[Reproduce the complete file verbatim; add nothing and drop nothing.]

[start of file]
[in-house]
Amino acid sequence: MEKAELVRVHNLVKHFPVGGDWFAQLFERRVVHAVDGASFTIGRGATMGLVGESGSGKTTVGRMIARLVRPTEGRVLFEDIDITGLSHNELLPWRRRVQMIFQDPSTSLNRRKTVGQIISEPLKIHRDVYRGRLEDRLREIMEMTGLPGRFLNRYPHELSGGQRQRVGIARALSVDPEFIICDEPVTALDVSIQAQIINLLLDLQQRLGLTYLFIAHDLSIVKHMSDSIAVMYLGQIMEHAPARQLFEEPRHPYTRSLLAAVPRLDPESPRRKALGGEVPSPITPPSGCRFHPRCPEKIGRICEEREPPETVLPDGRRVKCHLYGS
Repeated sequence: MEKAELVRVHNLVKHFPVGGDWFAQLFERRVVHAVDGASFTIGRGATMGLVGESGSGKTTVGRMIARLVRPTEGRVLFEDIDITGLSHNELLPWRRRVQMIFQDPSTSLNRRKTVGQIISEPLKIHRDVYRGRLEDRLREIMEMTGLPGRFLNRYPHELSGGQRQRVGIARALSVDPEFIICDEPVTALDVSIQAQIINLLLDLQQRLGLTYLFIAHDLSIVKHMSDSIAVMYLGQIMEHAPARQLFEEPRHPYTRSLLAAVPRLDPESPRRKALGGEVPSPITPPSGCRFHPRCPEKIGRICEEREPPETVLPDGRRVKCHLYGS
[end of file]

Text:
[in-house]
Amino acid sequence: MEKAELVRVHNLVKHFPVGGDWFAQLFERRVVHAVDGASFTIGRGATMGLVGESGSGKTTVGRMIARLVRPTEGRVLFEDIDITGLSHNELLPWRRRVQMIFQDPSTSLNRRKTVGQIISEPLKIHRDVYRGRLEDRLREIMEMTGLPGRFLNRYPHELSGGQRQRVGIARALSVDPEFIICDEPVTALDVSIQAQIINLLLDLQQRLGLTYLFIAHDLSIVKHMSDSIAVMYLGQIMEHAPARQLFEEPRHPYTRSLLAAVPRLDPESPRRKALGGEVPSPITPPSGCRFHPRCPEKIGRICEEREPPETVLPDGRRVKCHLYGS
Repeated sequence: MEKAELVRVHNLVKHFPVGGDWFAQLFERRVVHAVDGASFTIGRGATMGLVGESGSGKTTVGRMIARLVRPTEGRVLFEDIDITGLSHNELLPWRRRVQMIFQDPSTSLNRRKTVGQIISEPLKIHRDVYRGRLEDRLREIMEMTGLPGRFLNRYPHELSGGQRQRVGIARALSVDPEFIICDEPVTALDVSIQAQIINLLLDLQQRLGLTYLFIAHDLSIVKHMSDSIAVMYLGQIMEHAPARQLFEEPRHPYTRSLLAAVPRLDPESPRRKALGGEVPSPITPPSGCRFHPRCPEKIGRICEEREPPETVLPDGRRVKCHLYGS